For instance, I asked Creamer about his favorite baseball memories. His reply so struck me I read it aloud to my mom. Creamer began:
This is a very tough question to answer, first of all because some of one’s most treasured memories have nothing to do with the big leagues but with personal experience. I remember when I was about nine around 1930 being in our backyard with my grumpy old grandfather. I was throwing a rubber ball against the back of our neighbors’ garage and trying to field it. Suddenly Pop asked me “You like baseball?” I said “Sure!” He said “What position do you play?” I said,”Shortstop,” which was simply a nine-year-old’s dream back before Little League and organized kids sports. He said, “I used to play shortstop,” and I was astonished. This cranky old man had played baseball? Had played shortstop?
That’s all I remember of the conversation, but some time later the local daily ran a sentimental Look-Back issue, reprinting pages from an 1890 newspaper, and there was a story about the Mt. Vernon All-Stars beating the Wakefield 200, and there in the boxscore was my grandfather’s name — Fred Watts, ss. — and he had a hit! And my uncle John Brett played right field. It wasn’t until years later that I realized it must’ve been a picnic-type game for a barrel of beer, but for a kid, seeing his grandfather’s name in the newspaper playing shortstop for the “Stars”– that was a thrill I still remember. There are a lot of non-pro things I can recall and which meant then and still do now a great deal to me.
Creamer gave a powerful, touching interview, something that could’ve and probably should’ve run somewhere much larger. I was lucky to get to share it here.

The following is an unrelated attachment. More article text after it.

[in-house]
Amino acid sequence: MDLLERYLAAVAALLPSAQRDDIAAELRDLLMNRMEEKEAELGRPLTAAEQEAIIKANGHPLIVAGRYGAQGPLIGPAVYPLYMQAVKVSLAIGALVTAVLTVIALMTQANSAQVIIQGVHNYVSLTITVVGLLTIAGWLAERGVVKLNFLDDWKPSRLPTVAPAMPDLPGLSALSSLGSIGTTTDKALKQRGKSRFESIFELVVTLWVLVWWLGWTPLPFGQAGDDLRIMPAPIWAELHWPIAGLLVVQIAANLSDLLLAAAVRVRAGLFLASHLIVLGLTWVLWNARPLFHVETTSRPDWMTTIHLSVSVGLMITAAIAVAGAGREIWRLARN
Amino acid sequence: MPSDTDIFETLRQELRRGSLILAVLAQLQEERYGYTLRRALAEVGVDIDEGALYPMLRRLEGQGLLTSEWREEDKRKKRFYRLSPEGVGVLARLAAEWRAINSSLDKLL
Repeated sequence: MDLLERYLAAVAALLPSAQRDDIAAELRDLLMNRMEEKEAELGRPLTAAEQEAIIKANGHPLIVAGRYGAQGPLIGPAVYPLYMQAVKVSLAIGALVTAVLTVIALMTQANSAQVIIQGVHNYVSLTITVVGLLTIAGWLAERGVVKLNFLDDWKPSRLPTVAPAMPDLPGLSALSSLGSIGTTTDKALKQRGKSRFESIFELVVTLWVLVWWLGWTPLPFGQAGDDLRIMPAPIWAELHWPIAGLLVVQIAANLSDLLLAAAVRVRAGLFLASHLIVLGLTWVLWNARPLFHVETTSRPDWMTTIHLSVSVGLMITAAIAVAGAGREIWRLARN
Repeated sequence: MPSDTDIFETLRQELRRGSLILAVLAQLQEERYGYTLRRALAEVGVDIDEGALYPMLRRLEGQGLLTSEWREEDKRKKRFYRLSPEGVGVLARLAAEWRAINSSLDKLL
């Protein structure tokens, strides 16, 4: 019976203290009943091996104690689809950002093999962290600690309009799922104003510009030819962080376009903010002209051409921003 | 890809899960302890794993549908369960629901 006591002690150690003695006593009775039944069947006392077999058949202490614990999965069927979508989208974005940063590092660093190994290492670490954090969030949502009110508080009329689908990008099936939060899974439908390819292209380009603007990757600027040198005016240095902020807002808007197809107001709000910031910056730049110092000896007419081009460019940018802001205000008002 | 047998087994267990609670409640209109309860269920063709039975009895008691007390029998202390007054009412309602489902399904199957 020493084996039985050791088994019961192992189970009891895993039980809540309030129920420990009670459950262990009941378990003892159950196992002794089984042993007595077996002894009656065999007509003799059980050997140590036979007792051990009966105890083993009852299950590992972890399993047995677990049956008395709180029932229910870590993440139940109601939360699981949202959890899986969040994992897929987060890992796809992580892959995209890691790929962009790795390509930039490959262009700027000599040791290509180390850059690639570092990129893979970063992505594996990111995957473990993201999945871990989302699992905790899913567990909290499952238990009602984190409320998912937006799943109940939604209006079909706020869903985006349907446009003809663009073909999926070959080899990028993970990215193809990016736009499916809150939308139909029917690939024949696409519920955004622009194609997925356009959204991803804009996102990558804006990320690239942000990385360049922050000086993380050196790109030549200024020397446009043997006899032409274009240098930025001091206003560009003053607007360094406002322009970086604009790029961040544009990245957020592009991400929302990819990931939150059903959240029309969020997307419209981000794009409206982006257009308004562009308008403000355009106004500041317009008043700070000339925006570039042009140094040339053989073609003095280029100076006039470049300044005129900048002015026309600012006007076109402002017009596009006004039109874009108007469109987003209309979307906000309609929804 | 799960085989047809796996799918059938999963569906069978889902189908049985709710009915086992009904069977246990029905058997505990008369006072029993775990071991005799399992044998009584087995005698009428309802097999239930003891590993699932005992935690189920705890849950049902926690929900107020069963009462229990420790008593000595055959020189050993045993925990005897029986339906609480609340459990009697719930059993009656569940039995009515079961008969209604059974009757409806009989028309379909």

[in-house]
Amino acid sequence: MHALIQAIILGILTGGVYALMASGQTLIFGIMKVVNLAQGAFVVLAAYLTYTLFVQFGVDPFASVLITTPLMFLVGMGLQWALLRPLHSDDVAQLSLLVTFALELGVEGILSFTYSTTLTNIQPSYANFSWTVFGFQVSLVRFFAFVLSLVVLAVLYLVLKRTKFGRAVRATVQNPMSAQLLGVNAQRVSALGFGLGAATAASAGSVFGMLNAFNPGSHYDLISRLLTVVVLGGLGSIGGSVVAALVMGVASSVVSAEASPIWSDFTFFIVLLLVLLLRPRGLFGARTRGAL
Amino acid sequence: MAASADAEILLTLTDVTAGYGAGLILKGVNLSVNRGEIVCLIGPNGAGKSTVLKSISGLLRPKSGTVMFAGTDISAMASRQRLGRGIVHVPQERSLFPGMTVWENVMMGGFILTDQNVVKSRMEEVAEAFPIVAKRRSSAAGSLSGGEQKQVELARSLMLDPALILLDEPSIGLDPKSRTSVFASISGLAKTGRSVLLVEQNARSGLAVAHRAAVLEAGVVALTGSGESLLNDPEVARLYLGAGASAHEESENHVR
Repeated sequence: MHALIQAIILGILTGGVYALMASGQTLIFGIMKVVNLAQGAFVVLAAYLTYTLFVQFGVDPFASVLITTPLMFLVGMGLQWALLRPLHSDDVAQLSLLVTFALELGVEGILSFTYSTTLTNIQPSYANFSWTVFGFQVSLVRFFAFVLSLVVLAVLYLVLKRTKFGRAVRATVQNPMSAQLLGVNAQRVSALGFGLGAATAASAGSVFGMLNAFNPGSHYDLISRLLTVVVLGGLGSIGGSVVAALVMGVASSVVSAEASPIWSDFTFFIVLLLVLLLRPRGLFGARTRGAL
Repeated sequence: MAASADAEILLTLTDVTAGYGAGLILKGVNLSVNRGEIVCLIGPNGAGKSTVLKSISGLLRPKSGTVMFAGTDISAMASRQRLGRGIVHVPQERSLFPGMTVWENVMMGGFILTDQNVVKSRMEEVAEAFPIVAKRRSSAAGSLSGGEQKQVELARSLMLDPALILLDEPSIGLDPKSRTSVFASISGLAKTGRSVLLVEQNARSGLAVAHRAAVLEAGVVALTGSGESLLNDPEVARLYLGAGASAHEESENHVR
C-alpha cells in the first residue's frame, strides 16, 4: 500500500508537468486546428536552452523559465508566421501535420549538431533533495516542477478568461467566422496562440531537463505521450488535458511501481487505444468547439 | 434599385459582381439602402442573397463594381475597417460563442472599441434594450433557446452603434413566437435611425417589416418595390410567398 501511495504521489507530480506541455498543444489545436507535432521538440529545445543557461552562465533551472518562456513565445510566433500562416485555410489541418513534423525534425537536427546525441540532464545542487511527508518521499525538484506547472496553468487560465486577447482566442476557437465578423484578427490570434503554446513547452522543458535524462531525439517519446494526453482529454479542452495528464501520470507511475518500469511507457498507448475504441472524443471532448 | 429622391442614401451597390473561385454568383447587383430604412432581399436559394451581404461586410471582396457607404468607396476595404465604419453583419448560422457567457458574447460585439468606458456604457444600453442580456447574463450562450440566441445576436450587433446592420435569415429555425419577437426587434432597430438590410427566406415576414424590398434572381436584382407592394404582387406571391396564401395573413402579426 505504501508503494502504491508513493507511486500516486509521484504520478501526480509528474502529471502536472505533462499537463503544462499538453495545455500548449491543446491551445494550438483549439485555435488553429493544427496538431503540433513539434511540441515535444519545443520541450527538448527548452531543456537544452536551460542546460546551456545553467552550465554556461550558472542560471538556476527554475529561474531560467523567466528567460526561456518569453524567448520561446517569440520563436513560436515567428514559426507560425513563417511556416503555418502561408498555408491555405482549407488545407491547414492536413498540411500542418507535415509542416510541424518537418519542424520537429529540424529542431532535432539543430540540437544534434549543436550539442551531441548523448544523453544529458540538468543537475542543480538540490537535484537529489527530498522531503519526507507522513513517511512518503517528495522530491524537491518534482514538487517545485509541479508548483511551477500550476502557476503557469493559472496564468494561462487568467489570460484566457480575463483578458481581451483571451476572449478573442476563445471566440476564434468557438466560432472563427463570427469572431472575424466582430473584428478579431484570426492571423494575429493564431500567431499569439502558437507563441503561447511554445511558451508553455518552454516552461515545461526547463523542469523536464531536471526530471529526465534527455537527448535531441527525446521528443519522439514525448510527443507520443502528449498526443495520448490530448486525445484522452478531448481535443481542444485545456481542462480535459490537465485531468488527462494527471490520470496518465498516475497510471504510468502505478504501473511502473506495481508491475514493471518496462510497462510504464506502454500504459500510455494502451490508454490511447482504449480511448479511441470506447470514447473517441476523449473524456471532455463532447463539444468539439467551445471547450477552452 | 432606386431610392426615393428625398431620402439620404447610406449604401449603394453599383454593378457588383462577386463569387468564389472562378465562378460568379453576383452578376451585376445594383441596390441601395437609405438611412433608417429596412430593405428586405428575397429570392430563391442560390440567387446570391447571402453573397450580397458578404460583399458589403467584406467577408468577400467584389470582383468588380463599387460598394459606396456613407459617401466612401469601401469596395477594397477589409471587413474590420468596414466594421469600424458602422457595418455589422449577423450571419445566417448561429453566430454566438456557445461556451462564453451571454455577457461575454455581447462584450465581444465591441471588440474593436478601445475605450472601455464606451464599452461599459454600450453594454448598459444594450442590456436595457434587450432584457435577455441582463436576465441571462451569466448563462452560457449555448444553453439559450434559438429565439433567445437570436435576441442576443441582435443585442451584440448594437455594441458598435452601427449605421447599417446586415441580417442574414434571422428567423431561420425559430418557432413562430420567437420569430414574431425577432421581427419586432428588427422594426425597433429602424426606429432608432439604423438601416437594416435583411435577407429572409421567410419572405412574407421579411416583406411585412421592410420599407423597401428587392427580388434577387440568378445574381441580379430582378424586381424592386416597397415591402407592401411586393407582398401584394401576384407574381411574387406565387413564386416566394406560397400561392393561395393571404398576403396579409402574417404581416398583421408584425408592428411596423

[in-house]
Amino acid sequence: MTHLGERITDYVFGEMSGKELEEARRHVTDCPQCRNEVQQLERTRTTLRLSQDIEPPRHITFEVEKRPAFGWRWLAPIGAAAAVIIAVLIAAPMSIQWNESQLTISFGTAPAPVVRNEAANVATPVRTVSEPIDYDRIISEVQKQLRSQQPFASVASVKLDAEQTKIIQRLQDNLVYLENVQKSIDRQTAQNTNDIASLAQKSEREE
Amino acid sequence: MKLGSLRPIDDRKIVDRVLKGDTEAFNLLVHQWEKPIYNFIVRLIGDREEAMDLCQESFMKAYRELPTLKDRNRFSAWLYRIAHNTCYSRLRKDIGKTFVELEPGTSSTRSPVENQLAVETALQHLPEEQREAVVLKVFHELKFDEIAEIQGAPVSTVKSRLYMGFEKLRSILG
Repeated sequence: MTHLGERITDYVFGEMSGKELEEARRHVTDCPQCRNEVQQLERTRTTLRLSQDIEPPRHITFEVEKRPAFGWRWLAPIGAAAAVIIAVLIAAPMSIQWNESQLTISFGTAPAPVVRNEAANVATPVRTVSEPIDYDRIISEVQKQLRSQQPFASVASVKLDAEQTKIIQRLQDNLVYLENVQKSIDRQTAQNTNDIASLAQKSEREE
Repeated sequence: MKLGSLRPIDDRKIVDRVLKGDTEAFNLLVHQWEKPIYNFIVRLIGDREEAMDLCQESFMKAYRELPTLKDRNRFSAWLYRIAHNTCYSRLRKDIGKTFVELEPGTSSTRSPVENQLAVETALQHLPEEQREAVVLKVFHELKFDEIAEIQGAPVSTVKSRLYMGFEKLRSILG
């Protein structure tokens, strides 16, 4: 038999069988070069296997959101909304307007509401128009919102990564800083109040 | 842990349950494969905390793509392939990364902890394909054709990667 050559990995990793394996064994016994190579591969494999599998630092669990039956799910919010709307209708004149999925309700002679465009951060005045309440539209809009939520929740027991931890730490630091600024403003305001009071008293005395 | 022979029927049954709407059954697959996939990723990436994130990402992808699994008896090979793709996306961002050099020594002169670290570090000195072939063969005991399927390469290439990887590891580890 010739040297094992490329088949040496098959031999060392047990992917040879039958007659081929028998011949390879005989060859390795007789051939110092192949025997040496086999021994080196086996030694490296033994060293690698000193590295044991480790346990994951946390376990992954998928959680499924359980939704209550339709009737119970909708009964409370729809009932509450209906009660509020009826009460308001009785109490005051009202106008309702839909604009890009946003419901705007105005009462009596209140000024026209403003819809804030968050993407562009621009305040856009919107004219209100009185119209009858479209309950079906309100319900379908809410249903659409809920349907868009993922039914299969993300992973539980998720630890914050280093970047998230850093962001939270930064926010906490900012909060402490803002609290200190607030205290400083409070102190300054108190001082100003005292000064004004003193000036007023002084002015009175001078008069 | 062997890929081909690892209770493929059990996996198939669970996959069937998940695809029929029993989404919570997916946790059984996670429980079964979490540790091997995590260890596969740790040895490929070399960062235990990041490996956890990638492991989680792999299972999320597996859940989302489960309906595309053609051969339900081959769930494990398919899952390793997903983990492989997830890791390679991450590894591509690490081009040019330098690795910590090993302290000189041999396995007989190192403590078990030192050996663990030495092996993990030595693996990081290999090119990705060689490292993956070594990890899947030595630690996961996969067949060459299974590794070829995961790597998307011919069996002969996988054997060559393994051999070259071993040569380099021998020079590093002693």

Creamer and I kept up for a few months after the interview. He was fun to email with, witty, helpful and always kind to me. I’ve undertaken two projects on my blog since I interviewed Creamer, and I invited him to write for both of them. When he said no for the first project, he told he’d been having some health woes and that it was difficult for him to write much of anything, even short emails. I didn’t realize the gravity of Creamer’s situation, that he might have anything like the prostate cancer that ultimately took his life. Creamer was still gracious enough from his sickbed to put me in contact with one of his former SI colleagues, Walter Bingham, who contributed a piece on Casey Stengel that I linked to in April for the first project. Creamer also offered encouragement for my writing and even wrote me a letter of recommendation on April 25. Regrettably, it was the last I heard from him.
Creamer turned 90 on July 14, and I organized a birthday card of sorts through this site. My goal was to have people leave comments saying how Creamer touched them and to put a smile on his face and help make his birthday special. I’m wondering now if he saw the post. I wouldn’t expect it, though perhaps this piece can be sent to Creamer’s family. I’d like them to know how grateful I was for the opportunity to talk with him, what a wonderful man and baseball writer that he was. He set a fine example for me and, I’m guessing, countless others. I’ll cherish my association with him.